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The NSA’s phone collection order -- it may be legal, but is it wise?

 

The revelation that the National Security Agency (NSA) has secured a court order directing Verizon to provide it with call data has sparked controversy. And, rightly so. If the order is genuine (and nobody has denied that it is), it reflects a significant expansion of America’s surveillance apparatus – one that should at a minimum be closely examined.

First, some details. The order applies only to “meta-data” of calls: the phone numbers called, the location of the cell phone when the call was made, and the time and duration of the call. So the order does not require Verizon to let the NSA monitor the conversations or other content of the calls.

Also, the order applies both to international calls and to calls occurring wholly within the United States. Verizon is required to update its compliance “on a daily basis.” 

Finally, though the order disclosed Wednesday applies only to Verizon, the logic of the request supports an inference that similar orders have been issued to other major telecommunications carriers like ATT & Sprint.

Whatever its legality, the entire NSA order is remarkably overbroad and quite likely unwise.

In short, the order appears to give NSA blanket access to the records of Verizon customers' phone calls –foreign and domestic—made between April 25, when the order was signed, and July 19, when it expires. 

Of course, if the order is only the latest in a series of orders (as also seems likely), then the access may go back for quite some time.

To a large degree this revelation it is not unexpected. We are a country still at war against Al Qaeda and its affiliates. 

As such, we need to have counterterrorism tools, such as Section 215 of the PATRIOT Act, which was apparently used in this case. And, though we don't yet know the details, it is important to note that since 9/11, the powerful tools have been modified and amended to maximize the protection of civil liberties to the extent possible.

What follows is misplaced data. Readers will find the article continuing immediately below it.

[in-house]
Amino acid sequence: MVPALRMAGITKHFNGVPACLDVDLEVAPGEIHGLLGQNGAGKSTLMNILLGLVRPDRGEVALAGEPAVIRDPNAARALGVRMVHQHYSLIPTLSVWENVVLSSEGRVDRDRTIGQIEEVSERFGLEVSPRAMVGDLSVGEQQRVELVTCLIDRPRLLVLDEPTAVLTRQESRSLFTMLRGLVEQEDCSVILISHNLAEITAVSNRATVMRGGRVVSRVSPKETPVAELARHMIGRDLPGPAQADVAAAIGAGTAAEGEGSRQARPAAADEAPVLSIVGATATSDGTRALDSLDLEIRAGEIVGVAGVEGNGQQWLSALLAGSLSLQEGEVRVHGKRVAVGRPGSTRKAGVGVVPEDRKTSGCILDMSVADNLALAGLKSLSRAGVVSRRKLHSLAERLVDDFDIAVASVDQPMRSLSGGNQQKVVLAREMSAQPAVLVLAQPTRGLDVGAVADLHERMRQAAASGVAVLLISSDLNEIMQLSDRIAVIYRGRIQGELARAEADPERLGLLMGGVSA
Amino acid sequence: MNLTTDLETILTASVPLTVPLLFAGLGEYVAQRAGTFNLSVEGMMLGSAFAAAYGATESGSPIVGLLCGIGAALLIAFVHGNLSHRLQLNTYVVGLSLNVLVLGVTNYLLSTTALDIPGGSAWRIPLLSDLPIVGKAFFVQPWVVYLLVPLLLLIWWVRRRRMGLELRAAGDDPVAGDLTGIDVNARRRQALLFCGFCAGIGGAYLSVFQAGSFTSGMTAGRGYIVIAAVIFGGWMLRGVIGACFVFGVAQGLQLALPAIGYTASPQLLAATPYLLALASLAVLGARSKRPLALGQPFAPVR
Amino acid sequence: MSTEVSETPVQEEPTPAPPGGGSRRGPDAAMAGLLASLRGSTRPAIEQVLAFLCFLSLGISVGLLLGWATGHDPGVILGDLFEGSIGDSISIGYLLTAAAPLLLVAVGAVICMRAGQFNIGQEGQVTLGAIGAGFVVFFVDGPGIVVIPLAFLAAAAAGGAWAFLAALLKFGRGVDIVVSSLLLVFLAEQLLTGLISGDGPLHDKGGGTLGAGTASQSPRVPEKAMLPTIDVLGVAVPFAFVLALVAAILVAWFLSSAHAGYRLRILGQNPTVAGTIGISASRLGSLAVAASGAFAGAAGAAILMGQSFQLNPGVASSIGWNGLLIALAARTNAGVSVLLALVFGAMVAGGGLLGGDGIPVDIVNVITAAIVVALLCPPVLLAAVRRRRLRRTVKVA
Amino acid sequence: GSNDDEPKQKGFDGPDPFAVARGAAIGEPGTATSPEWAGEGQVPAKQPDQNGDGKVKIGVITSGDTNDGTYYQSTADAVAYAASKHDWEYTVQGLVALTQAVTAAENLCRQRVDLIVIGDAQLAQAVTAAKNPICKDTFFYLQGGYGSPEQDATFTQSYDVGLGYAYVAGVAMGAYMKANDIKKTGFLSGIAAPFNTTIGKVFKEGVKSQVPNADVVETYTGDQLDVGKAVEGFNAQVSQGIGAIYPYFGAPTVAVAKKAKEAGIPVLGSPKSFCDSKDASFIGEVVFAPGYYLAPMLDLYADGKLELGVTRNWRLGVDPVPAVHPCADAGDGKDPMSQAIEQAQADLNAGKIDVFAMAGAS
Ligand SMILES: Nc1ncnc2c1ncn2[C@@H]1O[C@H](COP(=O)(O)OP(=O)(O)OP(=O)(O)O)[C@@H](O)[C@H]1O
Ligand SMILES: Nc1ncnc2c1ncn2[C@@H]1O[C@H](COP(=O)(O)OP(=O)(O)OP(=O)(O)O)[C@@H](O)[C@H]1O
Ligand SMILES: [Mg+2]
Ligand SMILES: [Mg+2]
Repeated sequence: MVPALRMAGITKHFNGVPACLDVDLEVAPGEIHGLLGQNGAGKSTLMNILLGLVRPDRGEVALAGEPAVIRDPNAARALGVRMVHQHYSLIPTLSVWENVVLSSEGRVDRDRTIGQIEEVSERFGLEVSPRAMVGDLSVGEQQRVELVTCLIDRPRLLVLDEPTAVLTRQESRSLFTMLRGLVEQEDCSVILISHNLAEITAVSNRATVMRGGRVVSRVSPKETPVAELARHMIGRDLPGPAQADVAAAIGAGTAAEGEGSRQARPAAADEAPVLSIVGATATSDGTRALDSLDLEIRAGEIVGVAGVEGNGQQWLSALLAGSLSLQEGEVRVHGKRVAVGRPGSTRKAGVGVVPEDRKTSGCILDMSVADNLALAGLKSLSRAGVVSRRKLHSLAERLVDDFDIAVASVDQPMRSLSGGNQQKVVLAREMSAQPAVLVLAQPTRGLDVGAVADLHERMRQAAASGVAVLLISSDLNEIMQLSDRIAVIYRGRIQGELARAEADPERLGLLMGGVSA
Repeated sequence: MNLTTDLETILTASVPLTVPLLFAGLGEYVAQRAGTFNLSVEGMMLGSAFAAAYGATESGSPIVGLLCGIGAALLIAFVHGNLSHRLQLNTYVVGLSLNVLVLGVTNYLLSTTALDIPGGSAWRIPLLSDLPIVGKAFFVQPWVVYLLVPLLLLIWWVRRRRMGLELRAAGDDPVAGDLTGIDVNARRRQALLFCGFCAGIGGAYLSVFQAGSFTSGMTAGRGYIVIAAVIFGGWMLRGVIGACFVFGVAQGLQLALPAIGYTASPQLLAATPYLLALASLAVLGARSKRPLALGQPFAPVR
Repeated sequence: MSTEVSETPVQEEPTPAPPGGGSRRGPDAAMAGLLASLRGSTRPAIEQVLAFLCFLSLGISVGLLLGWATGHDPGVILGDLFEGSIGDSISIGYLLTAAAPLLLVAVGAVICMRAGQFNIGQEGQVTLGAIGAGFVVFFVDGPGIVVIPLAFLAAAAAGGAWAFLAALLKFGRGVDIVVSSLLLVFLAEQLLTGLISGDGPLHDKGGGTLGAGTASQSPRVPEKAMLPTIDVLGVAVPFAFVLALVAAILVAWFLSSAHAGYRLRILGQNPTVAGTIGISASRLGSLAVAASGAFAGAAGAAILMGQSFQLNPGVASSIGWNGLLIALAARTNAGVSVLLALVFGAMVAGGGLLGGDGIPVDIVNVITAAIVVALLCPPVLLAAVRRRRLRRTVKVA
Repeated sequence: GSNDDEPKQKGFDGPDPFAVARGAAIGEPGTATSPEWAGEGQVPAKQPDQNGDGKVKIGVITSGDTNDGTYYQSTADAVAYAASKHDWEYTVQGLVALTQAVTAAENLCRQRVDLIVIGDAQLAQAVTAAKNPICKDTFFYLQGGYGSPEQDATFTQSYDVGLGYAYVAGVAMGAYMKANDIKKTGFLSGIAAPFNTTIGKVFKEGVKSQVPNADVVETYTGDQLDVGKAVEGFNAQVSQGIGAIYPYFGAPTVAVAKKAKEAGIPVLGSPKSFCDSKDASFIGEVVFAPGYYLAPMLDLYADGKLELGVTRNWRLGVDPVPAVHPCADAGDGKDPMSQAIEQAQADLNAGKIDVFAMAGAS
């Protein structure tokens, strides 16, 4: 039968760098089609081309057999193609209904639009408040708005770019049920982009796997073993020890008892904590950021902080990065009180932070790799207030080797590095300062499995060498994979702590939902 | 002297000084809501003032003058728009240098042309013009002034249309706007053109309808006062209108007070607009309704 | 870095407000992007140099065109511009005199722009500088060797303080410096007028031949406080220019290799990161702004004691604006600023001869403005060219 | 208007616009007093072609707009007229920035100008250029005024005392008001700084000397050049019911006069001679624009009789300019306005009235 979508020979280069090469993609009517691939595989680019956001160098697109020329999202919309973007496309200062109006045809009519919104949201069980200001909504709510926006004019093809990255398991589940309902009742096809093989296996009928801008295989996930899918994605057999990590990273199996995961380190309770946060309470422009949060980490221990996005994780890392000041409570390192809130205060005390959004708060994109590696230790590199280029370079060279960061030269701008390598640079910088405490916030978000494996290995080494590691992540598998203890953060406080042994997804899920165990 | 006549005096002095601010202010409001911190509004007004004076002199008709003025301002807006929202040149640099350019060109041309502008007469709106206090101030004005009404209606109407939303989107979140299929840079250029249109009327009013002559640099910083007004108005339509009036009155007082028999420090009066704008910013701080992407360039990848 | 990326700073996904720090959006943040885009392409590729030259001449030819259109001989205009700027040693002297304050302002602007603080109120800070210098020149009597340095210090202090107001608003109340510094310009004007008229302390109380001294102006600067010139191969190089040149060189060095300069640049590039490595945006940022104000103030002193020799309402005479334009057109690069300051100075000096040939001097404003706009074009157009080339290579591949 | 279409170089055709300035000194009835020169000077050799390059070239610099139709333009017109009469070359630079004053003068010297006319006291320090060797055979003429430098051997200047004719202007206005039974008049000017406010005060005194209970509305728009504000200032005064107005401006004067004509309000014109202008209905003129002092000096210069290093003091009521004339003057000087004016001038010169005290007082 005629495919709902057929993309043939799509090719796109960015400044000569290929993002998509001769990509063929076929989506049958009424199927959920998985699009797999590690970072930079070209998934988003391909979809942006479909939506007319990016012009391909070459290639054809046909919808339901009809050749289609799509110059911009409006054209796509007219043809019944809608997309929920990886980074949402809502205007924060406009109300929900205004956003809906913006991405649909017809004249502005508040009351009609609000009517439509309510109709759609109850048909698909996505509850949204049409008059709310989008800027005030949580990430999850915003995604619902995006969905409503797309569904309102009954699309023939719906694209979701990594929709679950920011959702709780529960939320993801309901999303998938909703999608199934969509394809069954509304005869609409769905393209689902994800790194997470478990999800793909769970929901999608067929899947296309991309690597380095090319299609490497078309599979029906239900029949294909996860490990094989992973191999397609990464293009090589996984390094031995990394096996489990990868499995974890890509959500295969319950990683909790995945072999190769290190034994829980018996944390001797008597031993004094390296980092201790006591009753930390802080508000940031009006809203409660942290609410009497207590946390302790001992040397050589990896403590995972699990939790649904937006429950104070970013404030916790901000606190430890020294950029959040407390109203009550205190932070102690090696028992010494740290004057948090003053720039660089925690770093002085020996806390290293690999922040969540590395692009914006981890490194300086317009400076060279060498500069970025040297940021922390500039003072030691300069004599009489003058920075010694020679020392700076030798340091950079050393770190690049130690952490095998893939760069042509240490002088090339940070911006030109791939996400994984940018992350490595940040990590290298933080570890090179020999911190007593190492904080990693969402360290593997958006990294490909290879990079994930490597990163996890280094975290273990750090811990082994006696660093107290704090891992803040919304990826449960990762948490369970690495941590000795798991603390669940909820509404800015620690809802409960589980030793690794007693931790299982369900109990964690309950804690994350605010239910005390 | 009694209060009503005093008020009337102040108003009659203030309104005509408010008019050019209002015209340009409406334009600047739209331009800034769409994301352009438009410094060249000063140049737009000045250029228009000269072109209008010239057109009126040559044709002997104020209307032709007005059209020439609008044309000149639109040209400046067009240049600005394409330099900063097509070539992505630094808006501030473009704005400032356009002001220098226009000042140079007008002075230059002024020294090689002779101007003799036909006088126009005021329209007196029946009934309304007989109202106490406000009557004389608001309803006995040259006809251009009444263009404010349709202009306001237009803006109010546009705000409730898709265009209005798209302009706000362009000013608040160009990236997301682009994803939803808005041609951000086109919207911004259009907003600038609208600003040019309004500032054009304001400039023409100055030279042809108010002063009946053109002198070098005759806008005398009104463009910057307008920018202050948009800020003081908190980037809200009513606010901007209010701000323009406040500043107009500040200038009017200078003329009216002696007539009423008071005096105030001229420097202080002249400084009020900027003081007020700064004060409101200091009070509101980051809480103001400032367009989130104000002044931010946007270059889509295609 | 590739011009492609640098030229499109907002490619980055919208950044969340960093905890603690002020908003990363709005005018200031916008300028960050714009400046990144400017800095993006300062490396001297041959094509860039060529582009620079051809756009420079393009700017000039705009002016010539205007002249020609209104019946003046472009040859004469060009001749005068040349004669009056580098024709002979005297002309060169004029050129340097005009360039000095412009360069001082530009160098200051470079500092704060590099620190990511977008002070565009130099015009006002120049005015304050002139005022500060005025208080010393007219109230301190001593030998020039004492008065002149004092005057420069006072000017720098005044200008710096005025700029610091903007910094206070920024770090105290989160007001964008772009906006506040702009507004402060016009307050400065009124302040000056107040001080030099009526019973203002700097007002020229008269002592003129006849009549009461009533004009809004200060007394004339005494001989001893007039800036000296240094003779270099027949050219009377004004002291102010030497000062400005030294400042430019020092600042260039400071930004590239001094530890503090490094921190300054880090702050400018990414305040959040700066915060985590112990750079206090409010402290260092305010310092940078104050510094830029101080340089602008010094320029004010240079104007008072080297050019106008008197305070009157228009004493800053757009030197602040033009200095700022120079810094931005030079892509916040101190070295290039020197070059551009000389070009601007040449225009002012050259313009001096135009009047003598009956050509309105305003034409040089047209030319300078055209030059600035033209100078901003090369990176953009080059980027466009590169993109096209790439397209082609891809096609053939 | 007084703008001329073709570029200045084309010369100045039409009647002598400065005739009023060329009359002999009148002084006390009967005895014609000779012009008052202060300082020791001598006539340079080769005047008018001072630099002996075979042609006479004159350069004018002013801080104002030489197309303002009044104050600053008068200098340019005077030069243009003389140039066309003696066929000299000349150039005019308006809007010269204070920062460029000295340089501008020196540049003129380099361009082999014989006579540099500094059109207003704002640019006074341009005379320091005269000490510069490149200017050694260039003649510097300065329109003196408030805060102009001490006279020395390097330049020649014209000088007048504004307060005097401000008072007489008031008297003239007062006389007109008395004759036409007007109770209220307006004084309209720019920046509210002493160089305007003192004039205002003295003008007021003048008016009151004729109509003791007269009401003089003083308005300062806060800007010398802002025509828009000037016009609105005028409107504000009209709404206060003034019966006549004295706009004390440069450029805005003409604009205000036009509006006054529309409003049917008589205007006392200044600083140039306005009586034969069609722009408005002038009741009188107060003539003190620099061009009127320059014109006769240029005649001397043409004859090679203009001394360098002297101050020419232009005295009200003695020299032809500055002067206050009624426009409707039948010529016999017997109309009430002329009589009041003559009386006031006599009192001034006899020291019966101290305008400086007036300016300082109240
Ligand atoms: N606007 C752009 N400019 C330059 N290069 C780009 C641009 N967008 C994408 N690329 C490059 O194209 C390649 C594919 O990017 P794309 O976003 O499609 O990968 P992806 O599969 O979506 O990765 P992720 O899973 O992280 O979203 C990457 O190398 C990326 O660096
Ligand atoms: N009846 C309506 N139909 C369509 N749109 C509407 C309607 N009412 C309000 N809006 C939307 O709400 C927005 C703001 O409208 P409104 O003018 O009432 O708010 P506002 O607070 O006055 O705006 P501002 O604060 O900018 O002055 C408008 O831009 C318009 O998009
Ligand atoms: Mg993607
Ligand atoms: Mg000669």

Here, the FISA court issued an order allowing for telephone calling data only, not the content of any calls. Such data are critical for link analysis -- connecting the dots between phone numbers in terrorist investigations.

That is constitutional.

Meta-data are not currently protected under the Fourth Amendment, and the large-scale collection of that meta-data remains lawful.

On the other hand, it is uncertain how the NSA was allowed to collect information on U.S. citizens within the United States. 

Historically, both law and policy have limited the NSA to collecting signals intelligence only when it involves foreigners. Presumably there is some underlying procedural or legal limitation that insures that the NSA’s actions conform to law – but to date we don’t know what that is.

Finally, whatever its legality, the entire order is remarkably overbroad and quite likely unwise. 

It is difficult to imagine a set of facts that would justify collecting all telephony meta-data in America. While we do live in a changed world after 9/11, one would hope it has not that much changed.

Paul Rosenzweig is a former deputy assistant secretary for policy in the Department of Homeland Security. He is the founder of Red Branch Consulting PLLC (a homeland security consulting company) and a visiting fellow at The Heritage Foundation.